Compliance can increase the thrust generated by the fin of a bio-inspired underwater vehicle. To improve the performance of a compliant fin, the compliance should change with the operating conditions; a fin should become stiffer as the oscillating frequency increases. This paper presents a novel variable-stiffness flapping (VaSF) mechanism that can change its stiffness to maximize the thrust of a bio-inspired underwater robot. The mechanism is designed on the basis of an endoskeleton structure, composed of compliant and rigid segments alternately connected in series. To determine the attachment point of tendons, the anatomy of a dolphin's fluke is considered. Two tendons run through the mechanism to adjust the stiffness. The fluke becomes stiffer when the tendons are pulled to compress the structure. The thrust generated by a prototype mechanism is measured under different conditions to show that the thrust can be maximized by changing the stiffness. The thrust of the VaSF device can approximately triple at a certain frequency just by changing the stiffness. This VaSF mechanism can be used to improve the efficiency of a bio-inspired underwater robot that uses compliance.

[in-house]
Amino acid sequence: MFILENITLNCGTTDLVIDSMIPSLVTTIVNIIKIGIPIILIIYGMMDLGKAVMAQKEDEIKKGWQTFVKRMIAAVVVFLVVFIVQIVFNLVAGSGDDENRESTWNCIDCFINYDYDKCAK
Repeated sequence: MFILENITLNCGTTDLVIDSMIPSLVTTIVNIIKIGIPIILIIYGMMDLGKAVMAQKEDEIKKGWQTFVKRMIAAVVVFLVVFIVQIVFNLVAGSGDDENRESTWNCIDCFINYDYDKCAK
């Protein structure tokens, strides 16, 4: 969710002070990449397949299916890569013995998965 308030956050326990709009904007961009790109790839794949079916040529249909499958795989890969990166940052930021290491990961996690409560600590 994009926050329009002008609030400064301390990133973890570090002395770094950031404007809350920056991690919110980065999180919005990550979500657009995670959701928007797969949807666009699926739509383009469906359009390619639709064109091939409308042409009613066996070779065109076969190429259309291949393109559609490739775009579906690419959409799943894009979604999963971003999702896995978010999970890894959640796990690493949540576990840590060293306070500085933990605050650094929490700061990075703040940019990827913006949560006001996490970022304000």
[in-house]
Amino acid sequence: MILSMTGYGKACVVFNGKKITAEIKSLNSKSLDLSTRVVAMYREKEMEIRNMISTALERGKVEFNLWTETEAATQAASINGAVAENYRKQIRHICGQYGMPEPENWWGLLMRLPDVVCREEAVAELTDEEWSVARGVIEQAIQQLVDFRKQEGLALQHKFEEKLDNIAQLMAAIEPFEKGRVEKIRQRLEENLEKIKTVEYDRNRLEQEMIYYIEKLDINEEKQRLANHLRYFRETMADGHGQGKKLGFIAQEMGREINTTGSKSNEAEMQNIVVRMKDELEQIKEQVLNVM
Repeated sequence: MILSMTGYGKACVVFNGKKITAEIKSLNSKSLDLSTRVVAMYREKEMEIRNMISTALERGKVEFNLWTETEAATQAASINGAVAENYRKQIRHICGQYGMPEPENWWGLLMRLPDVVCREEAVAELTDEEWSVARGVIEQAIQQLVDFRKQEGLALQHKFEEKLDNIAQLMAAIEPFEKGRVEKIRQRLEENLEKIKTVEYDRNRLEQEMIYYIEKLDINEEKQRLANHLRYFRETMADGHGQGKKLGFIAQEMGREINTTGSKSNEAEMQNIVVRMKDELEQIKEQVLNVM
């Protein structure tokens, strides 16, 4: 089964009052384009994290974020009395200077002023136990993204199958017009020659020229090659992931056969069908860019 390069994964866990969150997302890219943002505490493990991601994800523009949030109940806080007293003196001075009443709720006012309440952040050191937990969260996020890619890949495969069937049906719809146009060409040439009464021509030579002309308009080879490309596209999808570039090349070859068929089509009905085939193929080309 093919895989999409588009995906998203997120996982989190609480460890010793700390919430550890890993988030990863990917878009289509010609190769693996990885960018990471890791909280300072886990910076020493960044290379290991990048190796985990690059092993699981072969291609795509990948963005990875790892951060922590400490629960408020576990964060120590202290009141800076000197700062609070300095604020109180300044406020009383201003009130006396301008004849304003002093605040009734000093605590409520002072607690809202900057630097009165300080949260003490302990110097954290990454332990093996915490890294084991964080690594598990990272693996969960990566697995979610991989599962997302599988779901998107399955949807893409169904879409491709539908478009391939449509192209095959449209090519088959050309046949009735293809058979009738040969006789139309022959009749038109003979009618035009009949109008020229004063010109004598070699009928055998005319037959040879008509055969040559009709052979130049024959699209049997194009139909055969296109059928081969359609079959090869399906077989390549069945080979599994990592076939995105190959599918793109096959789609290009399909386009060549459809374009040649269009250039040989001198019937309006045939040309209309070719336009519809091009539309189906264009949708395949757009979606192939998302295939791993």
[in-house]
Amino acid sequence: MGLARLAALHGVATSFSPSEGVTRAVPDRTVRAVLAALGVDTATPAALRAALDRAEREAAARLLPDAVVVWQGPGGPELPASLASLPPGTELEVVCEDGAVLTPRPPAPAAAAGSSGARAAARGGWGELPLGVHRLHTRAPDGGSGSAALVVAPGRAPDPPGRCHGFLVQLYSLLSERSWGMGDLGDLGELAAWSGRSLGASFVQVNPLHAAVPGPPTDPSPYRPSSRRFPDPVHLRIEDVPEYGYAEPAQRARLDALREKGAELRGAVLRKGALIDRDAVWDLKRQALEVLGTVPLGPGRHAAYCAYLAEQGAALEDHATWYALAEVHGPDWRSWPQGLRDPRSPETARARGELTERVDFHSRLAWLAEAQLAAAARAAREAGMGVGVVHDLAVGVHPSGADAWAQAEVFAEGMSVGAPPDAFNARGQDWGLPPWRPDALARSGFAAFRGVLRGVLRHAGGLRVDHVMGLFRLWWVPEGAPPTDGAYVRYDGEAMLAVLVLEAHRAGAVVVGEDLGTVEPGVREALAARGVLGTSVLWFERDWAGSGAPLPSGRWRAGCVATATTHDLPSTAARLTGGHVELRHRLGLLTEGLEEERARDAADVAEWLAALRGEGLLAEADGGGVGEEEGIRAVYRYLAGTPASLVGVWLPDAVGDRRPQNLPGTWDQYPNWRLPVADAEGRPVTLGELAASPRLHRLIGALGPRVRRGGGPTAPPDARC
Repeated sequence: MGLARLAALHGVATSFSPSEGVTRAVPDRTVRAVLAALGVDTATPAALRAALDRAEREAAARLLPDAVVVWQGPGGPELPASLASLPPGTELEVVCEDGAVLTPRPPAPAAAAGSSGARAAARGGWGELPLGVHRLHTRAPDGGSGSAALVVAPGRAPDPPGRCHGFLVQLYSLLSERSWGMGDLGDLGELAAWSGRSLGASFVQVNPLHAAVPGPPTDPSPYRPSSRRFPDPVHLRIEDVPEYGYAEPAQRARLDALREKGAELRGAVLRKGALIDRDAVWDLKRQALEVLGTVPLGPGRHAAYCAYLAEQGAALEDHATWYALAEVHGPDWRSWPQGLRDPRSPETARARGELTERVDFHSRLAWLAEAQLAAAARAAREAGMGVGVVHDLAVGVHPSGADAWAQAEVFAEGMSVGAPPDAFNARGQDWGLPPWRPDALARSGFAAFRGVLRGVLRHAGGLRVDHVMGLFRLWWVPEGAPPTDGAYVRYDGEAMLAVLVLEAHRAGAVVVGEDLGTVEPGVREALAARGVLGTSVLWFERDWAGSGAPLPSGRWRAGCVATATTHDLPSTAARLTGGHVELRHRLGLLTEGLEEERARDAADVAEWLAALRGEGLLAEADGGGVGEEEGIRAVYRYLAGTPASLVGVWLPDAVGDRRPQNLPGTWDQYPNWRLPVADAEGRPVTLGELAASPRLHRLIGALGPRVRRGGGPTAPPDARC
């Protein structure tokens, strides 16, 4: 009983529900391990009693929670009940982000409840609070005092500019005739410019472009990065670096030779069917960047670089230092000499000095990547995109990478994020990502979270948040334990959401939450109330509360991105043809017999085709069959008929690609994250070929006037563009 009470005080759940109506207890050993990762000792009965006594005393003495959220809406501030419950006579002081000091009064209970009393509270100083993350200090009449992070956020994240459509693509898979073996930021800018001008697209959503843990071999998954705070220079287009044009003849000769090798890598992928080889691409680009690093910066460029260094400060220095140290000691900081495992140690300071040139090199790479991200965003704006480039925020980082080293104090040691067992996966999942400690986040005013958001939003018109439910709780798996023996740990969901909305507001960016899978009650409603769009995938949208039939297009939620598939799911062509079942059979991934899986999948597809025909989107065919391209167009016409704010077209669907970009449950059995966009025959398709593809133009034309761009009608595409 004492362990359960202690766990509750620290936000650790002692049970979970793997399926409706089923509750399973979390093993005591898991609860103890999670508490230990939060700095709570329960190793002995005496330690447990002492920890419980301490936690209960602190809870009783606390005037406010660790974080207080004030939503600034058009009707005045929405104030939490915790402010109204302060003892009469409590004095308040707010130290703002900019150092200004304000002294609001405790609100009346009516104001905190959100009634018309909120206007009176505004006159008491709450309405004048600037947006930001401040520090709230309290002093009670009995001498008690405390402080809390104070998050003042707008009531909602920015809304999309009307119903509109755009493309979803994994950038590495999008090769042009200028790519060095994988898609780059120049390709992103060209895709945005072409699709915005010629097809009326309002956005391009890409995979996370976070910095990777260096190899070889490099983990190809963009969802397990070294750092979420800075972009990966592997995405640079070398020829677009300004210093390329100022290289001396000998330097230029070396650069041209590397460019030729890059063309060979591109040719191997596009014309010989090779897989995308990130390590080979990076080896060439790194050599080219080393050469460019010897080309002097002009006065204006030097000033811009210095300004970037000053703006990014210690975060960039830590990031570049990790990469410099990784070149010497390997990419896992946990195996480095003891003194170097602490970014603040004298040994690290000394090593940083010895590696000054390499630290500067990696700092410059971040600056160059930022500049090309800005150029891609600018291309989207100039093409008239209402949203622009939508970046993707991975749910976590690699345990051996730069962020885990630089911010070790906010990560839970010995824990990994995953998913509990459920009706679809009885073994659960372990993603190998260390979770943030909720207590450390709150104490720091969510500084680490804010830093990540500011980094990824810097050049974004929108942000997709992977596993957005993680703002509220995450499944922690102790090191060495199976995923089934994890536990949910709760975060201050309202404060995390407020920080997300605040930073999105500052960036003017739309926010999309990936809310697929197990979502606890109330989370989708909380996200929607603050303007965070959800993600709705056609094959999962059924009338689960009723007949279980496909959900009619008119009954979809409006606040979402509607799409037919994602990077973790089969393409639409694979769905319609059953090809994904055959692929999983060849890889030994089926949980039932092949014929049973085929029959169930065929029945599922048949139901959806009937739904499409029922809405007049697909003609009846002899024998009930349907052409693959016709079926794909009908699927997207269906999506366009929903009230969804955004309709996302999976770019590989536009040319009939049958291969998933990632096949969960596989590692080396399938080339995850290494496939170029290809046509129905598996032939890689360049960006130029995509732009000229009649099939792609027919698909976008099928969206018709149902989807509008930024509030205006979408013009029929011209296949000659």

Mendeley saves you time finding and organizing research
Choose a citation style from the tabs below